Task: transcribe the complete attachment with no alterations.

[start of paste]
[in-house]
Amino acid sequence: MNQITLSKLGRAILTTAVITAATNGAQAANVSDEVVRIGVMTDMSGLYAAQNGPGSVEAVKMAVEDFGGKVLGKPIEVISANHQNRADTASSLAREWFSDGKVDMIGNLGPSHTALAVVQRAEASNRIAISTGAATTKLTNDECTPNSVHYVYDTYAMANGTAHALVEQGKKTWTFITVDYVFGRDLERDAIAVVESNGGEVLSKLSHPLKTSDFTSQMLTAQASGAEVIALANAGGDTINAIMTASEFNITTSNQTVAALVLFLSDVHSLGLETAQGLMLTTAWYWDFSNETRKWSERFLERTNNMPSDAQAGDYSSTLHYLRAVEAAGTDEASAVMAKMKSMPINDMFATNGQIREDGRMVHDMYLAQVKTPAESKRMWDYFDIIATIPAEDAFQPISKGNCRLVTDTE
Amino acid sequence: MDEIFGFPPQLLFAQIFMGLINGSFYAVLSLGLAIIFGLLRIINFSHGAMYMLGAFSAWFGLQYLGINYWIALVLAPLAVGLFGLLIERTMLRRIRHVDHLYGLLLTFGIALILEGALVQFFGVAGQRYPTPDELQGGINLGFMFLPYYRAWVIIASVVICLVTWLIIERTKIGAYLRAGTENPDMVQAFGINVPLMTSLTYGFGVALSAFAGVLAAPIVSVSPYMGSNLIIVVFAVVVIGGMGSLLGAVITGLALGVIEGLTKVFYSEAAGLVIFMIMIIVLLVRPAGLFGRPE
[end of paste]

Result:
[in-house]
Amino acid sequence: MNQITLSKLGRAILTTAVITAATNGAQAANVSDEVVRIGVMTDMSGLYAAQNGPGSVEAVKMAVEDFGGKVLGKPIEVISANHQNRADTASSLAREWFSDGKVDMIGNLGPSHTALAVVQRAEASNRIAISTGAATTKLTNDECTPNSVHYVYDTYAMANGTAHALVEQGKKTWTFITVDYVFGRDLERDAIAVVESNGGEVLSKLSHPLKTSDFTSQMLTAQASGAEVIALANAGGDTINAIMTASEFNITTSNQTVAALVLFLSDVHSLGLETAQGLMLTTAWYWDFSNETRKWSERFLERTNNMPSDAQAGDYSSTLHYLRAVEAAGTDEASAVMAKMKSMPINDMFATNGQIREDGRMVHDMYLAQVKTPAESKRMWDYFDIIATIPAEDAFQPISKGNCRLVTDTE
Amino acid sequence: MDEIFGFPPQLLFAQIFMGLINGSFYAVLSLGLAIIFGLLRIINFSHGAMYMLGAFSAWFGLQYLGINYWIALVLAPLAVGLFGLLIERTMLRRIRHVDHLYGLLLTFGIALILEGALVQFFGVAGQRYPTPDELQGGINLGFMFLPYYRAWVIIASVVICLVTWLIIERTKIGAYLRAGTENPDMVQAFGINVPLMTSLTYGFGVALSAFAGVLAAPIVSVSPYMGSNLIIVVFAVVVIGGMGSLLGAVITGLALGVIEGLTKVFYSEAAGLVIFMIMIIVLLVRPAGLFGRPE